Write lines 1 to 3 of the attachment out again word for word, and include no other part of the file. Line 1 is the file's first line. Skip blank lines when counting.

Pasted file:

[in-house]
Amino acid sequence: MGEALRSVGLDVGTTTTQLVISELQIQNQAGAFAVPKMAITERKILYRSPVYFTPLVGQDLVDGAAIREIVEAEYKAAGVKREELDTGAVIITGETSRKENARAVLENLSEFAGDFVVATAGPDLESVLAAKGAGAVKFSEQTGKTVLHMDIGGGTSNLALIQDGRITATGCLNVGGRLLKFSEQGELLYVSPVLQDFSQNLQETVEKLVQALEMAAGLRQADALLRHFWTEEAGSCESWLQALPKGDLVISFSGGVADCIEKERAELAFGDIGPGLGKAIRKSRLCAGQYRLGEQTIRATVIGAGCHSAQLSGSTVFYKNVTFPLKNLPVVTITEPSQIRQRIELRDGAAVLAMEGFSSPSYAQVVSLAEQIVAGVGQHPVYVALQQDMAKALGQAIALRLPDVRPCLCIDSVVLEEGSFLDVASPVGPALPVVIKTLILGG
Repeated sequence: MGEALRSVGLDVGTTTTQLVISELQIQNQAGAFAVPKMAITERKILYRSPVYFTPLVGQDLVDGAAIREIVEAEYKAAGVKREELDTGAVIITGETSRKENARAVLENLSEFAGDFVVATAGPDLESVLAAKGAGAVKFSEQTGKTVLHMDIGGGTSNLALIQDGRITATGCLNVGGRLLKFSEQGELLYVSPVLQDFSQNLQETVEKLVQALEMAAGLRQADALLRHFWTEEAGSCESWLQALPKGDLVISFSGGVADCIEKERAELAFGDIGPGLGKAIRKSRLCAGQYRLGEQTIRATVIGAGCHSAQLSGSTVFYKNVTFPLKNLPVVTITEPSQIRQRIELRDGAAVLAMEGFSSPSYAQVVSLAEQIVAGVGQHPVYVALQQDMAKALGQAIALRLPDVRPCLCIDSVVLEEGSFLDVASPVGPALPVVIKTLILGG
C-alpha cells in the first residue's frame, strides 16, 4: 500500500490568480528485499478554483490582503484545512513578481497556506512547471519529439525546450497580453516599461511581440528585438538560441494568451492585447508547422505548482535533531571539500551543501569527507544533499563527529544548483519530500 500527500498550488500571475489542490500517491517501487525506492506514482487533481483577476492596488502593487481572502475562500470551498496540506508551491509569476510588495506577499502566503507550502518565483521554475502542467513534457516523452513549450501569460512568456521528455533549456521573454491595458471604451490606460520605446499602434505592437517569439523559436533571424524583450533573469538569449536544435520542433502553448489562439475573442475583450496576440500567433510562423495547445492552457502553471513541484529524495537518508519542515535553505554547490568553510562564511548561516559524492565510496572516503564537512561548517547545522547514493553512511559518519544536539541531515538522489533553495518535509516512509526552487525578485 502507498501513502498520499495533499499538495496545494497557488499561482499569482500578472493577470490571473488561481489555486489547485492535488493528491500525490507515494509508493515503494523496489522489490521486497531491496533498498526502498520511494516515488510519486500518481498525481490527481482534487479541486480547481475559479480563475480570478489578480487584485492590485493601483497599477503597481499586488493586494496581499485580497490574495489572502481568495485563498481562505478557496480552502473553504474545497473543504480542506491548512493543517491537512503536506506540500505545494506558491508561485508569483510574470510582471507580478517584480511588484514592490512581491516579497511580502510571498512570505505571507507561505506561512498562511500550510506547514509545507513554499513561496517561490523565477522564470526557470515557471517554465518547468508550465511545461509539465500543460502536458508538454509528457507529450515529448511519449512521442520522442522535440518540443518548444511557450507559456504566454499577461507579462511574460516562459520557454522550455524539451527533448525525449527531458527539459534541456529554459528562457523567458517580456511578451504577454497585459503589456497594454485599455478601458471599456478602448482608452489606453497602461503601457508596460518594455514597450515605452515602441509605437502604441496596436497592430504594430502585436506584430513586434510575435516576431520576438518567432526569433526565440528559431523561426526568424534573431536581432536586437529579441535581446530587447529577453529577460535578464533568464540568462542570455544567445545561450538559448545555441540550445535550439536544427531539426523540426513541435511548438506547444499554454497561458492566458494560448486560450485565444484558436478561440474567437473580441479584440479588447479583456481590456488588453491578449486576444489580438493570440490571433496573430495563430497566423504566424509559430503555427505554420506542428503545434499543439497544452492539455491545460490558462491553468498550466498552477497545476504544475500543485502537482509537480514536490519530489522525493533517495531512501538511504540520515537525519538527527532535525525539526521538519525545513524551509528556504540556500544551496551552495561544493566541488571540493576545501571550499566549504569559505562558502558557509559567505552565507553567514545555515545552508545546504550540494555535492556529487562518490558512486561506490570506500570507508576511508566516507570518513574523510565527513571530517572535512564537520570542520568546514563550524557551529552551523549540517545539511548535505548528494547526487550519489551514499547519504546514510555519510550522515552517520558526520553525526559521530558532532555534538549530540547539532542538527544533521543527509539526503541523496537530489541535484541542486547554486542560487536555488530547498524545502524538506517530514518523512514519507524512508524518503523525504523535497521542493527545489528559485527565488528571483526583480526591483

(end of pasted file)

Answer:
[in-house]
Amino acid sequence: MGEALRSVGLDVGTTTTQLVISELQIQNQAGAFAVPKMAITERKILYRSPVYFTPLVGQDLVDGAAIREIVEAEYKAAGVKREELDTGAVIITGETSRKENARAVLENLSEFAGDFVVATAGPDLESVLAAKGAGAVKFSEQTGKTVLHMDIGGGTSNLALIQDGRITATGCLNVGGRLLKFSEQGELLYVSPVLQDFSQNLQETVEKLVQALEMAAGLRQADALLRHFWTEEAGSCESWLQALPKGDLVISFSGGVADCIEKERAELAFGDIGPGLGKAIRKSRLCAGQYRLGEQTIRATVIGAGCHSAQLSGSTVFYKNVTFPLKNLPVVTITEPSQIRQRIELRDGAAVLAMEGFSSPSYAQVVSLAEQIVAGVGQHPVYVALQQDMAKALGQAIALRLPDVRPCLCIDSVVLEEGSFLDVASPVGPALPVVIKTLILGG
Repeated sequence: MGEALRSVGLDVGTTTTQLVISELQIQNQAGAFAVPKMAITERKILYRSPVYFTPLVGQDLVDGAAIREIVEAEYKAAGVKREELDTGAVIITGETSRKENARAVLENLSEFAGDFVVATAGPDLESVLAAKGAGAVKFSEQTGKTVLHMDIGGGTSNLALIQDGRITATGCLNVGGRLLKFSEQGELLYVSPVLQDFSQNLQETVEKLVQALEMAAGLRQADALLRHFWTEEAGSCESWLQALPKGDLVISFSGGVADCIEKERAELAFGDIGPGLGKAIRKSRLCAGQYRLGEQTIRATVIGAGCHSAQLSGSTVFYKNVTFPLKNLPVVTITEPSQIRQRIELRDGAAVLAMEGFSSPSYAQVVSLAEQIVAGVGQHPVYVALQQDMAKALGQAIALRLPDVRPCLCIDSVVLEEGSFLDVASPVGPALPVVIKTLILGG